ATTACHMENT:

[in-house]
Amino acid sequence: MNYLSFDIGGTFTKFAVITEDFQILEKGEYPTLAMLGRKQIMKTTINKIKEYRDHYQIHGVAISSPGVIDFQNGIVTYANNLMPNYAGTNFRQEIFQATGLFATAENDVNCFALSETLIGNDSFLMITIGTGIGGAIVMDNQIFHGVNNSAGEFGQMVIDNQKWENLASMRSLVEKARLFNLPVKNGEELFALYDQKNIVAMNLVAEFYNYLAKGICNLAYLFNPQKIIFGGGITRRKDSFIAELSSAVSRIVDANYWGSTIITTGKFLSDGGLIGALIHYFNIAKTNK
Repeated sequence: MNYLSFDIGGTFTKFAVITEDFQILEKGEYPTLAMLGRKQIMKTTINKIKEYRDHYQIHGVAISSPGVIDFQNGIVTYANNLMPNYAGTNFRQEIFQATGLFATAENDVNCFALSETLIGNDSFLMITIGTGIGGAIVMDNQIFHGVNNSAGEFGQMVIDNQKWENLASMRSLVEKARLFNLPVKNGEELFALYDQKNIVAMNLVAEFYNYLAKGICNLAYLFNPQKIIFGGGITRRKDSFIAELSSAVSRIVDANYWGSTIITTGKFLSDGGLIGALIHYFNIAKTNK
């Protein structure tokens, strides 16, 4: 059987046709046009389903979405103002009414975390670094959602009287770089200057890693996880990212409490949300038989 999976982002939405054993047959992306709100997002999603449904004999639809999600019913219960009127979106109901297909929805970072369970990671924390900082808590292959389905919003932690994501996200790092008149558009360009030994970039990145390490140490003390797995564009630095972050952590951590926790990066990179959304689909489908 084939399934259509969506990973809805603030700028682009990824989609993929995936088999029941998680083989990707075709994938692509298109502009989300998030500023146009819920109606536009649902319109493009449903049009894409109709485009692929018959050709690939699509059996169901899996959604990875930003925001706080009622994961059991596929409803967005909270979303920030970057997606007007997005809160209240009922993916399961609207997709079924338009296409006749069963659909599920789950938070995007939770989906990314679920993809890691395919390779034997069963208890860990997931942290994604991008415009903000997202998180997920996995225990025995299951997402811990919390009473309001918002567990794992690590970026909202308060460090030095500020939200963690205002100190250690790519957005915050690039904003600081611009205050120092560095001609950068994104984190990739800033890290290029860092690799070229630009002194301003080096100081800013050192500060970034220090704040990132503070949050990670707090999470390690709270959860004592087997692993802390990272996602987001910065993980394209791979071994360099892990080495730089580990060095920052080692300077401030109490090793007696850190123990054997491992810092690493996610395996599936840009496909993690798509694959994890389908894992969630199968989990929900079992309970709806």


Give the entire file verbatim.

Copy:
[in-house]
Amino acid sequence: MNYLSFDIGGTFTKFAVITEDFQILEKGEYPTLAMLGRKQIMKTTINKIKEYRDHYQIHGVAISSPGVIDFQNGIVTYANNLMPNYAGTNFRQEIFQATGLFATAENDVNCFALSETLIGNDSFLMITIGTGIGGAIVMDNQIFHGVNNSAGEFGQMVIDNQKWENLASMRSLVEKARLFNLPVKNGEELFALYDQKNIVAMNLVAEFYNYLAKGICNLAYLFNPQKIIFGGGITRRKDSFIAELSSAVSRIVDANYWGSTIITTGKFLSDGGLIGALIHYFNIAKTNK
Repeated sequence: MNYLSFDIGGTFTKFAVITEDFQILEKGEYPTLAMLGRKQIMKTTINKIKEYRDHYQIHGVAISSPGVIDFQNGIVTYANNLMPNYAGTNFRQEIFQATGLFATAENDVNCFALSETLIGNDSFLMITIGTGIGGAIVMDNQIFHGVNNSAGEFGQMVIDNQKWENLASMRSLVEKARLFNLPVKNGEELFALYDQKNIVAMNLVAEFYNYLAKGICNLAYLFNPQKIIFGGGITRRKDSFIAELSSAVSRIVDANYWGSTIITTGKFLSDGGLIGALIHYFNIAKTNK
């Protein structure tokens, strides 16, 4: 059987046709046009389903979405103002009414975390670094959602009287770089200057890693996880990212409490949300038989 999976982002939405054993047959992306709100997002999603449904004999639809999600019913219960009127979106109901297909929805970072369970990671924390900082808590292959389905919003932690994501996200790092008149558009360009030994970039990145390490140490003390797995564009630095972050952590951590926790990066990179959304689909489908 084939399934259509969506990973809805603030700028682009990824989609993929995936088999029941998680083989990707075709994938692509298109502009989300998030500023146009819920109606536009649902319109493009449903049009894409109709485009692929018959050709690939699509059996169901899996959604990875930003925001706080009622994961059991596929409803967005909270979303920030970057997606007007997005809160209240009922993916399961609207997709079924338009296409006749069963659909599920789950938070995007939770989906990314679920993809890691395919390779034997069963208890860990997931942290994604991008415009903000997202998180997920996995225990025995299951997402811990919390009473309001918002567990794992690590970026909202308060460090030095500020939200963690205002100190250690790519957005915050690039904003600081611009205050120092560095001609950068994104984190990739800033890290290029860092690799070229630009002194301003080096100081800013050192500060970034220090704040990132503070949050990670707090999470390690709270959860004592087997692993802390990272996602987001910065993980394209791979071994360099892990080495730089580990060095920052080692300077401030109490090793007696850190123990054997491992810092690493996610395996599936840009496909993690798509694959994890389908894992969630199968989990929900079992309970709806």